11. Yeah, that was my impression as well. For all the road strangeness in Nashville, I am not aware of any duplicated road names (other than segments of roads that were historically connected or that obviously follow a straight line with a short interruption or realignment). Kind of impressive given the annexation of previously separate areas, though I guess maybe some streets were renamed during that process? It drove me nuts in the Boston area that every adjoining city (Cambridge, Somerville, etc.) would have duplicated street names - technically different addresses due to the city, but physically close enough to cause problems. Beacon St, Washington St, etc. Would love to learn about any duplicated street names in Nashville, if there are any. But I personally don't think it should be permitted, even for a cute little street in the middle of a project like this that may not have any actual buildings bearing its address.
  12. The renders look great! I have no insights to contribute but am confused why the wiggly north-south street is planned to be called "Main St" and the parking entrance "15th Ave." It seems by convention that the wiggly street should be 15th Ave S while the parking/dropoff loop doesn't need a name at all. Wouldn't it only create confusion to call anything here Main St when there's already a Main St in East Nashville?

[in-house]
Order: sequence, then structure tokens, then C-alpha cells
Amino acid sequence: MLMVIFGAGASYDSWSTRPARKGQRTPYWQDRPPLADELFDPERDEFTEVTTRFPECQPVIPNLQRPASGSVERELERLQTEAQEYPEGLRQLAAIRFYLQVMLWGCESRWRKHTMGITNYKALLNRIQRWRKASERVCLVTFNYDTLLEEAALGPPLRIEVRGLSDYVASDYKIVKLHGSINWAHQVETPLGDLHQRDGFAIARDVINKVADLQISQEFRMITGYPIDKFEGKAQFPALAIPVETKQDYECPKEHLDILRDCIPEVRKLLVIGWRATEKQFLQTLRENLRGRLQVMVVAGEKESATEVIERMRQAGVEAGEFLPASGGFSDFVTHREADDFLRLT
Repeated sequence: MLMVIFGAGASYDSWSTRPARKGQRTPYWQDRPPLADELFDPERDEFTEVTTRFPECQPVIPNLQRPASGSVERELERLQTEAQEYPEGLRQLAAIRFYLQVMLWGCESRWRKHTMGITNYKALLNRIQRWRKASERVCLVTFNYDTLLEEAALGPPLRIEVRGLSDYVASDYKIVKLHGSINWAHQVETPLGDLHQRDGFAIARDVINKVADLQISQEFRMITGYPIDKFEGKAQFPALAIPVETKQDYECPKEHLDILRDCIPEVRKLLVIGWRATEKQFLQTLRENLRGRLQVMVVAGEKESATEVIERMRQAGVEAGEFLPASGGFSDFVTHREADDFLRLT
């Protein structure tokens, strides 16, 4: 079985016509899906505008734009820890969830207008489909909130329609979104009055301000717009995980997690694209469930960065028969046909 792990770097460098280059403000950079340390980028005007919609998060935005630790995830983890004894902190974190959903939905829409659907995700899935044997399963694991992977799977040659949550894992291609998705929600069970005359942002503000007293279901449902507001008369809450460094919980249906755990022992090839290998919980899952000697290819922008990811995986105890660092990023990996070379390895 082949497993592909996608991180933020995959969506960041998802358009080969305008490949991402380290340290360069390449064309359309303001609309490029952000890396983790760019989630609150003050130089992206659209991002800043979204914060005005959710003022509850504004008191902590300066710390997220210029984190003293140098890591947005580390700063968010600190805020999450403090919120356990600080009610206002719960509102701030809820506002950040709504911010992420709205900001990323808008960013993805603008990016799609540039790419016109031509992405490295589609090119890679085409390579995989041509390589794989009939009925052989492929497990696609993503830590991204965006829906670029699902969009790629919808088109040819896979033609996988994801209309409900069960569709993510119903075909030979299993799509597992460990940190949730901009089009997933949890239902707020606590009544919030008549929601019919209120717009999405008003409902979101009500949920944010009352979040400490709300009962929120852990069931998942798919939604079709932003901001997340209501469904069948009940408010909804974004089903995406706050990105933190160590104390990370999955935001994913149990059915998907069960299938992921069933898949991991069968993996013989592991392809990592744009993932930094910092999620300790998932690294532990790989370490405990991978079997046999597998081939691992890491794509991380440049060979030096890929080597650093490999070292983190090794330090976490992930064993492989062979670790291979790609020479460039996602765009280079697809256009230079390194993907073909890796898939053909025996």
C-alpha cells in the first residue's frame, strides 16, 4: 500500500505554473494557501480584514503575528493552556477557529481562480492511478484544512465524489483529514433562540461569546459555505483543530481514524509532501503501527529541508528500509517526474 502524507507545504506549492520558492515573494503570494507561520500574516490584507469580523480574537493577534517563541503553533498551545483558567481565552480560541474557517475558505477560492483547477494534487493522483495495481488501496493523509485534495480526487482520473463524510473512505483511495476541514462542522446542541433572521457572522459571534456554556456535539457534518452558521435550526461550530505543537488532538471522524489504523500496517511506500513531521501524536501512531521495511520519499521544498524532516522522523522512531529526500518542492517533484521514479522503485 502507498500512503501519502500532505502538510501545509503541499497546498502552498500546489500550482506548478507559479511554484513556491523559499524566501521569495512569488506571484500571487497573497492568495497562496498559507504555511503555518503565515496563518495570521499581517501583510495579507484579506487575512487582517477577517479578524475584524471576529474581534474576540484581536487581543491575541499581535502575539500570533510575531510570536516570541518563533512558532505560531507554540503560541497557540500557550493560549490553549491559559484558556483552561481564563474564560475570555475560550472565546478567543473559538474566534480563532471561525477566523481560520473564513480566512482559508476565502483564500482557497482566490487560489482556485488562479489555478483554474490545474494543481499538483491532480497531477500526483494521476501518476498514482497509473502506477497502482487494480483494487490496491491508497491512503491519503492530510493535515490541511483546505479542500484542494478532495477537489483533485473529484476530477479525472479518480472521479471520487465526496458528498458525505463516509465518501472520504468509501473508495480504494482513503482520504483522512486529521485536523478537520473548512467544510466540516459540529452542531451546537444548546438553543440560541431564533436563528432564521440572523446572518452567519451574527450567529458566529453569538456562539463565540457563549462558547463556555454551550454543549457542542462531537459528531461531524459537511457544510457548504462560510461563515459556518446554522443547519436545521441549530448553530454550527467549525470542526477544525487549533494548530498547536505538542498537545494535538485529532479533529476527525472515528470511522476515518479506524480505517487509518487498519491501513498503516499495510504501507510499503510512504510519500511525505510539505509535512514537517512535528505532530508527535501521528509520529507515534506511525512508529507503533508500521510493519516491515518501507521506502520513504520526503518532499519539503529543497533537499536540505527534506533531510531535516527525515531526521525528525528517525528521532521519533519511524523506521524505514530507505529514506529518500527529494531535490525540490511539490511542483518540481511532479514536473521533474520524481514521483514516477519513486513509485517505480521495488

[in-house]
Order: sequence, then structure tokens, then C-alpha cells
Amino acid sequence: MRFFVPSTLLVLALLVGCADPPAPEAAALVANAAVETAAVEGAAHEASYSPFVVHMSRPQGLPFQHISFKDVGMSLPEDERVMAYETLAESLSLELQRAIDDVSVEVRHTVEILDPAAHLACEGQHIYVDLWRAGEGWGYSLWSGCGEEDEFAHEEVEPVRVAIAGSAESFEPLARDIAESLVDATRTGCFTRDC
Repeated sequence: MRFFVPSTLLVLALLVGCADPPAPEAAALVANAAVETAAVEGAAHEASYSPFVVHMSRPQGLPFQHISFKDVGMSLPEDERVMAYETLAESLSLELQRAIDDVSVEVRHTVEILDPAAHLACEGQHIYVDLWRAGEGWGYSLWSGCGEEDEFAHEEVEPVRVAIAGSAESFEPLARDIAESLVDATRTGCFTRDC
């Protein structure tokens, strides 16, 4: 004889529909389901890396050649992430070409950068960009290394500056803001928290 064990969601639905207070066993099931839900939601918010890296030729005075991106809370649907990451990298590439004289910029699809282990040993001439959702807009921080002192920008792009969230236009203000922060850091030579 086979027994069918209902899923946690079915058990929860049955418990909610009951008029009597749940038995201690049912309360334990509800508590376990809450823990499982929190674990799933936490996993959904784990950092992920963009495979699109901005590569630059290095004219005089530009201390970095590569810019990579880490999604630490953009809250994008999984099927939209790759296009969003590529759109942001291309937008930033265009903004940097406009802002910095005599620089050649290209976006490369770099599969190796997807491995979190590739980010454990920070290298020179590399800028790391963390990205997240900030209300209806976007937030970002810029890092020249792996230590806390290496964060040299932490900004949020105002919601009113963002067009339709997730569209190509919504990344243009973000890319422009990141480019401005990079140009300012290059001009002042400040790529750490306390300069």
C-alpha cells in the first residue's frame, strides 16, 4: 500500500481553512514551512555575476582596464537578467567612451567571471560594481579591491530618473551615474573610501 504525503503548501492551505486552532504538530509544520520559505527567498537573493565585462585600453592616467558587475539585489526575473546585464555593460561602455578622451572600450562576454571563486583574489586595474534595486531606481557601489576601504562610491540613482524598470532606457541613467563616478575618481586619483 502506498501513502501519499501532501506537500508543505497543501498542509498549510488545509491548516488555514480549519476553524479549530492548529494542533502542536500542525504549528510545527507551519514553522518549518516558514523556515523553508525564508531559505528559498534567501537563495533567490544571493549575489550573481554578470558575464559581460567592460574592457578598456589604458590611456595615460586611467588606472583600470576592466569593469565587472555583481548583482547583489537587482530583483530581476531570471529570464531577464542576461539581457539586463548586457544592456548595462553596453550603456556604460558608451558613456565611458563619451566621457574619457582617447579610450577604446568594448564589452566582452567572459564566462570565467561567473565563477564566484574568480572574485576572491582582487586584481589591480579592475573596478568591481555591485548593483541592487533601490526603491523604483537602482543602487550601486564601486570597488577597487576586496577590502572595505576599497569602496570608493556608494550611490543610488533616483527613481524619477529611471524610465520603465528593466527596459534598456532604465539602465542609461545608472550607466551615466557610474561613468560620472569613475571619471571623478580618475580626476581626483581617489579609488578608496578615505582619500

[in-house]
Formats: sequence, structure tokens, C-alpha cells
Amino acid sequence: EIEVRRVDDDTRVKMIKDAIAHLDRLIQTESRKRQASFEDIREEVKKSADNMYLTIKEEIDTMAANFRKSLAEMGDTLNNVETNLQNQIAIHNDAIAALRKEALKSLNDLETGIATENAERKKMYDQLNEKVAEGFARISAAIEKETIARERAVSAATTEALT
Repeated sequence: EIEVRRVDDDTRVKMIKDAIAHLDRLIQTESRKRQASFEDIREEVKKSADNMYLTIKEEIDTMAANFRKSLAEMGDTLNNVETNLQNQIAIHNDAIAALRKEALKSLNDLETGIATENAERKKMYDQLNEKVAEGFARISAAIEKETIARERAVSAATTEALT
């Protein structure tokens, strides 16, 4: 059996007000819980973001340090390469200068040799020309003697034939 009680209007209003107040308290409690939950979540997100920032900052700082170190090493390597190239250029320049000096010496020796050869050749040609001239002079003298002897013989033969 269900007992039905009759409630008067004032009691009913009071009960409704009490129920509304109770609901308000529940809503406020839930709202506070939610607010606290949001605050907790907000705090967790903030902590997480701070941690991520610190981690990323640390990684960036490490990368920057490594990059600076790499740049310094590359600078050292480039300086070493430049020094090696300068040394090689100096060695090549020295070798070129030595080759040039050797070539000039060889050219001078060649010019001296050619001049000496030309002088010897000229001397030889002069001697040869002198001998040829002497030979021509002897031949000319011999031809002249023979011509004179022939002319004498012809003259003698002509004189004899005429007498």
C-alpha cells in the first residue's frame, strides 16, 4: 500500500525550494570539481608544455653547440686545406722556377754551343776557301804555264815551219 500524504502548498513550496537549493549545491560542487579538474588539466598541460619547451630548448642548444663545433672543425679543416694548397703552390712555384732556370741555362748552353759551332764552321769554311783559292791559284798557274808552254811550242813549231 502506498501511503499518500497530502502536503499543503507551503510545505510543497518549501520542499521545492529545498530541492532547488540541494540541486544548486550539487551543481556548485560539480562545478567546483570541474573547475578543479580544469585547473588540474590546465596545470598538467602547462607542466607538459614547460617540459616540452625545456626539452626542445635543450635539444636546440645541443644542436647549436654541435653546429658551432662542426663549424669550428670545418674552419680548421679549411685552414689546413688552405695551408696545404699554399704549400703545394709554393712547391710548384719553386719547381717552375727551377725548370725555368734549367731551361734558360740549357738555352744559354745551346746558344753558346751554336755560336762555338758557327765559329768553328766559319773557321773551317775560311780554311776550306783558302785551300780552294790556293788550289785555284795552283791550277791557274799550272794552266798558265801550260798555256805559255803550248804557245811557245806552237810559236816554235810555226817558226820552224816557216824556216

13. Looks great, better than I was expecting based on the early sketches. The right turn lane markings on Harding make no sense in the first image - I assume that's an artifact of trying to overlay the rendering on an existing photo. I don't really have a problem with the slip lanes if they replace the "don't stop" sign with a "look out for pedestrians" sign and make a nice pedestrian path in the underpass below White Bridge as part of connecting to the Greenway, which would be safer and convenient to likely pedestrian destinations.
  14. Edit: Oops, sorry for posting this in two different threads. I confused myself and was looking in the wrong thread for my own post, then concluded I had forgotten to actually submit. VUMC Link Tower and Central Garage expansion, from across 21st Ave S: Sample panel:
  15. VUMC Link Tower and Central Garage expansion progress, from across 21st Ave S: Sample (forget what this sort of demonstration panel is called):